There are some very good novelists who nevertheless have a deficiency for me, which is that they carry their style from book to book. They could be writing something in the voice of Bambi or something about their ex-wife, and they have the same tone, the same pace; the prose is the same.I would put forward one obvious example even if O'Hagan won't. O'Hagan's interest in novel writing is precisely to avoid this tendency and instead to let a new character speak.
The opposition is a compelling means of defining one's relation to fiction. One might say Fielding's way is the fiction of control and Richardson's the fiction of discovery. But maybe there is another, obscurer path. There are many novelists who sound the same from book to book yet are nothing like my obvious example. For me, the obvious examples of this type of novelist are Bernhard and Blanchot. While Bernhard's novels are ostensibly narrated by separate individuals, they all happen to write like Bernhard, and Blanchot's fiction, particularly his later récit (which as I've made clear often enough aren't always to my taste) have a relentless anonymity and offer only fragments of a familiar world.
Reading Bernhard, one is eventually overwhelmed not only by the voice but also by what the voice is speaking in order to resist. And in reading Blanchot, language itself begins to speak separated from the individuals - author or character - who might otherwise have appropriated it. Both writers might be unloading the same narrative voice but it is not for reasons of control. Yet nor are they bringing to presence a strange other. It's something beyond both. Blanchot suggests what in After the Fact:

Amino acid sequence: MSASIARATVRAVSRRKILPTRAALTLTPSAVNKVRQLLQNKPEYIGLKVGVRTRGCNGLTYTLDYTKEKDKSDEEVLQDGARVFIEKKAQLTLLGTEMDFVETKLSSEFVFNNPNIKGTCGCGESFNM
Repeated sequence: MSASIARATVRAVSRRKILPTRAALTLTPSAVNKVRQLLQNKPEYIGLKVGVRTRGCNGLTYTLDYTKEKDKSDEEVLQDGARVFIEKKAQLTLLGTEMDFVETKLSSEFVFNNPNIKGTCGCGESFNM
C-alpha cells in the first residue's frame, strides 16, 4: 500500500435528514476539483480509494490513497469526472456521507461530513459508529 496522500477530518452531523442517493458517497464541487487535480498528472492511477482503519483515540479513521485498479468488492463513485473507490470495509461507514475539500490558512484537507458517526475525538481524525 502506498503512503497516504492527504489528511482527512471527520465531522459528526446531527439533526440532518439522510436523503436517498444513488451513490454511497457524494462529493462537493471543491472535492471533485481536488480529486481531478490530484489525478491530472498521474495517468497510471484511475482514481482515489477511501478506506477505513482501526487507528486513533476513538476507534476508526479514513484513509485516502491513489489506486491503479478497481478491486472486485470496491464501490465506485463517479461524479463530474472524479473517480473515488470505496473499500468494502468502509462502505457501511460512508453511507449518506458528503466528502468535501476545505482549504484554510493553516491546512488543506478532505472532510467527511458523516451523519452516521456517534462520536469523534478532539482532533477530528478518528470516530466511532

Prior to the work, the work of art, the work of writing, the work of words, there is no artist - neither a writer nor a speaking subject - since it is the production that produces the producer, bringing to life or making him appear in the act of substantiating him [...] But if the written work produces and substantiates the writer, once created it bears witness only to his dissolution, his disappearance, his defection and, to express it more brutally, his death, which itself can never be definitively verified: for it is a death that can never produce any verification.Thanks to Lars Spurious for bringing this quotation to my attention.